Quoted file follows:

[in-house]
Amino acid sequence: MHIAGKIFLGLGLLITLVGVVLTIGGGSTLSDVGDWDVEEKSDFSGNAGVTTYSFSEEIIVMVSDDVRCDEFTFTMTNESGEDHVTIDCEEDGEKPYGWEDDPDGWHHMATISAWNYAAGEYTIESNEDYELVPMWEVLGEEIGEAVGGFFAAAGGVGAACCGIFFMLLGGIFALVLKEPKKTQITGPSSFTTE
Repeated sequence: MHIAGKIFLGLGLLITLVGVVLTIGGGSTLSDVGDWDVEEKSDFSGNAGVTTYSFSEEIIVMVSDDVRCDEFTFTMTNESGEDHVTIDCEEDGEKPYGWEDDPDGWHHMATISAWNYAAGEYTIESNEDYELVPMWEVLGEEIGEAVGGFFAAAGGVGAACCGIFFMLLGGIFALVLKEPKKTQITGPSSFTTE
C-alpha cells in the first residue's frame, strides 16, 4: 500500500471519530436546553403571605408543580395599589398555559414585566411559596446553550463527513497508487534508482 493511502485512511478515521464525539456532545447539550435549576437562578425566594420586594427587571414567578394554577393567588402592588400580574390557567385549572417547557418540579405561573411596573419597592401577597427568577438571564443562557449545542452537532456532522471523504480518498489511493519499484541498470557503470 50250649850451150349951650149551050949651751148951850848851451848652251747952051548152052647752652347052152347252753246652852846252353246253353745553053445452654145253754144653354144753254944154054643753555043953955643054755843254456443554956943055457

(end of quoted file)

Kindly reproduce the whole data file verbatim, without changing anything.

[in-house]
Amino acid sequence: MHIAGKIFLGLGLLITLVGVVLTIGGGSTLSDVGDWDVEEKSDFSGNAGVTTYSFSEEIIVMVSDDVRCDEFTFTMTNESGEDHVTIDCEEDGEKPYGWEDDPDGWHHMATISAWNYAAGEYTIESNEDYELVPMWEVLGEEIGEAVGGFFAAAGGVGAACCGIFFMLLGGIFALVLKEPKKTQITGPSSFTTE
Repeated sequence: MHIAGKIFLGLGLLITLVGVVLTIGGGSTLSDVGDWDVEEKSDFSGNAGVTTYSFSEEIIVMVSDDVRCDEFTFTMTNESGEDHVTIDCEEDGEKPYGWEDDPDGWHHMATISAWNYAAGEYTIESNEDYELVPMWEVLGEEIGEAVGGFFAAAGGVGAACCGIFFMLLGGIFALVLKEPKKTQITGPSSFTTE
C-alpha cells in the first residue's frame, strides 16, 4: 500500500471519530436546553403571605408543580395599589398555559414585566411559596446553550463527513497508487534508482 493511502485512511478515521464525539456532545447539550435549576437562578425566594420586594427587571414567578394554577393567588402592588400580574390557567385549572417547557418540579405561573411596573419597592401577597427568577438571564443562557449545542452537532456532522471523504480518498489511493519499484541498470557503470 50250649850451150349951650149551050949651751148951850848851451848652251747952051548152052647752652347052152347252753246652852846252353246253353745553053445452654145253754144653354144753254944154054643753555043953955643054755843254456443554956943055457